Jesse Jackson's message is too advanced for most

I have run across what appear to be several classic examples of political incorrectness and insensitivity by a major political figure.

So shocking are they that I hesitate even repeating them here for fear that they might cause widespread shrieking and fainting on the part of the politically proper.


Consider this statement:

"There is nothing more painful to me at this stage in my life than to walk down the street and hear footsteps and start thinking about robbery. Then (I) look around and see someone white and feel relieved."


Or this observation about street danger in the cities: "This killing is not based upon poverty; it is based upon greed and violence and guns."

Let us examine what might be considered wrong with these remarks.

First quote: It could be viewed as racist for someone to say he hears footsteps, fears robbery, looks over his shoulder, sees that it is only a white person, and feels relief.

Second quote: Greed? Plain nastiness? That flies in the face of the belief that only social conditions cause our widespread street violence. And that society at large is at fault.

You would be run off many college campuses for such simplistic offenses. Most public radio producers would hyperventilate if a guest uttered such heresies.

But these statements came from one of this country's best-known public figures. A man, in fact, who sits in the United States Senate.

Guess who?

No, it isn't Sen. Jesse Helms or any other red-nosed right-winger.


Would you believe the Rev. Jesse Jackson, the non-voting shadow senator from the District of Columbia?

Yes, it was Jackson, talking about crime in the black community last Saturday in Chicago at a meeting of Operation PUSH.

He said a lot more, too. Such as it being a waste of time to expect government to reduce or put an end to urban mayhem.

". . . We've got the power right now to stop killing each other. . . . There is a code of silence, based upon fear. Our silence is a sanctuary for killers and drug dealers. There must be a market revolt. The victim has to rise up."

And about making heroes of gang killers who are in prison and trying to get them out so they can become "leaders."

"When we are on the offensive arguing about getting killers out of jail, there is no moral authority in that."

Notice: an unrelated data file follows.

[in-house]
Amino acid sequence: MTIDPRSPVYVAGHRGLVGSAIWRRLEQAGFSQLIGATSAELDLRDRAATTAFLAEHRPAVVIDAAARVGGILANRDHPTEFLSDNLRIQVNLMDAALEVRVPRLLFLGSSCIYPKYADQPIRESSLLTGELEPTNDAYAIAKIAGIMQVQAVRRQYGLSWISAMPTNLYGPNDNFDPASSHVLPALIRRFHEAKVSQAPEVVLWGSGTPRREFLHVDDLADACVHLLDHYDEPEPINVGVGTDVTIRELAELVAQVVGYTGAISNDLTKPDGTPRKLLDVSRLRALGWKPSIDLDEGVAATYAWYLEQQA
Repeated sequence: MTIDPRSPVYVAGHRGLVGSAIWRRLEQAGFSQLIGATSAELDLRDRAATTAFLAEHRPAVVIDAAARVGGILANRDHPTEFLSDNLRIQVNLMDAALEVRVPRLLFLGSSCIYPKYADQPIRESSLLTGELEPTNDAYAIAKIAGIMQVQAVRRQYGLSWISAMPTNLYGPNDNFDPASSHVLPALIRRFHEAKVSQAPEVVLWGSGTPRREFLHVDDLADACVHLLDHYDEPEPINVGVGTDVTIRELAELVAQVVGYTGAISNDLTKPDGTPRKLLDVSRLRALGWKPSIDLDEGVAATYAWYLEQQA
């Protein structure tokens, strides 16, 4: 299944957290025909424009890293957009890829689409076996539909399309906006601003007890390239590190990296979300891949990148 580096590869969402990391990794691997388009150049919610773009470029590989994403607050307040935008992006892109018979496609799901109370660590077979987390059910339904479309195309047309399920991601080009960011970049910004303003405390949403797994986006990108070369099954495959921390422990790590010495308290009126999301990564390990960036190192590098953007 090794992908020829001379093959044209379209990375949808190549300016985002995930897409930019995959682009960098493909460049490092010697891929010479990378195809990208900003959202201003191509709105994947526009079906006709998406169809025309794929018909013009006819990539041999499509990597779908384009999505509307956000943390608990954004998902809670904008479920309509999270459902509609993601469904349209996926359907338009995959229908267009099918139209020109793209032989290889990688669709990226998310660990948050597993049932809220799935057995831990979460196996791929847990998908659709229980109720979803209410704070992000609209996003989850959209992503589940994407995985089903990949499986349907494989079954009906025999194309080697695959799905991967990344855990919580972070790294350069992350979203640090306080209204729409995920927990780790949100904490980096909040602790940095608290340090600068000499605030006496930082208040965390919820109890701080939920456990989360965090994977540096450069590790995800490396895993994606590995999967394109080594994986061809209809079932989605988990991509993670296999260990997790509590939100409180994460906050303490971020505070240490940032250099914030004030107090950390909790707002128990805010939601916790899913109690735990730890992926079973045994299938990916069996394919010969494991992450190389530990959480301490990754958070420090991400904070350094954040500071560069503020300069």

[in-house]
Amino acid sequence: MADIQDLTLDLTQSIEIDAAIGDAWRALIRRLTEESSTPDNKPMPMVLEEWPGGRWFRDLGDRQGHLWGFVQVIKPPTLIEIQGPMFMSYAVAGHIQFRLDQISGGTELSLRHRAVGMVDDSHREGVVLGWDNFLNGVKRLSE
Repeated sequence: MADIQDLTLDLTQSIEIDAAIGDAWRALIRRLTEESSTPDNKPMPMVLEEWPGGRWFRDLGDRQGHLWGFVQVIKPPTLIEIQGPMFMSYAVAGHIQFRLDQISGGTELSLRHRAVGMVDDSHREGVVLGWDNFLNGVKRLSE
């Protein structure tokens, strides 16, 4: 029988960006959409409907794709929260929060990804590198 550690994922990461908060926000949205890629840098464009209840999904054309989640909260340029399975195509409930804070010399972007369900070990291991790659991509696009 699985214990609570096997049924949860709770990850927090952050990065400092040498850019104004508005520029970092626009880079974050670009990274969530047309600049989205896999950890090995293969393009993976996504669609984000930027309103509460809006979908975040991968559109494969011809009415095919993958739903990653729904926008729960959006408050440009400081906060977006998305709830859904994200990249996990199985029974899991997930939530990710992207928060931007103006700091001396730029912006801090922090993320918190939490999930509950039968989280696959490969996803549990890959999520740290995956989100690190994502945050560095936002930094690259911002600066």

But are these words really politically incorrect and insensitive?

They might be described that way if I or any other white commentator said them.

That shouldn't be. In Chicago, the majority of murders involve blacks killing other blacks. Many are kids. And black-on-white crime is more common than the opposite.

And while I believe that poverty and other socioeconomic conditions are a big factor in crime (come on, how many street gangs are shooting it out in wealthy suburbs?), a Nobel Prize-winning economist makes a good argument that profit is also a basic crime motive. Drug pushers don't win Nobel prizes but they'd surely agree.

But since these words were delivered by Jackson to a black audience, it's not politically incorrect. He was talking reality. Specifically: The biggest physical threat to a black is another black. As it is commonly called, black-on-black crime.

Jackson has been talking about crime for a long time but he gets surprisingly little news coverage.


Jackson is saying things that sound so . . . well, so middle-class, that I suspect white media liberals are a bit appalled.

That might be why Jackson seems to have done a media fade. For a long time -- longer than most people realize -- he's been talking about individual responsibility and black community action. He's attacked drug use, teen-age pregnancy, gang membership and dependence on government.

During the 1950s through the 1970s, the civil rights movement had clear, heroic goals. It was inspiring, and Jackson was a major part of it.

But something happened. I don't know what, exactly. Grand hopes that were unfulfilled. The loss of unskilled but decent-paying jobs. The rise of a sort of to-hell-with-it attitude. Whatever it was, the movement was derailed.

On one hand, there was victory. The black middle class grew. Considering the time span, an incredible number of racial barriers fell.

On the other hand, the black lower class became more isolated, dejected and violent. A threat to themselves and anyone else in range.


And that's what Jesse has focused on -- black-on-black suicide and genocide. He's saying what others are afraid to say. Or have said and have been burned for it.

Right now, he's only making the inside pages and is being ignored by the networks.

That's because Jesse, as he's been in the past, is so far ahead of the parade that he's almost walking alone. But if he keeps it up, they'll catch up.

And when they do, it might be his finest moment.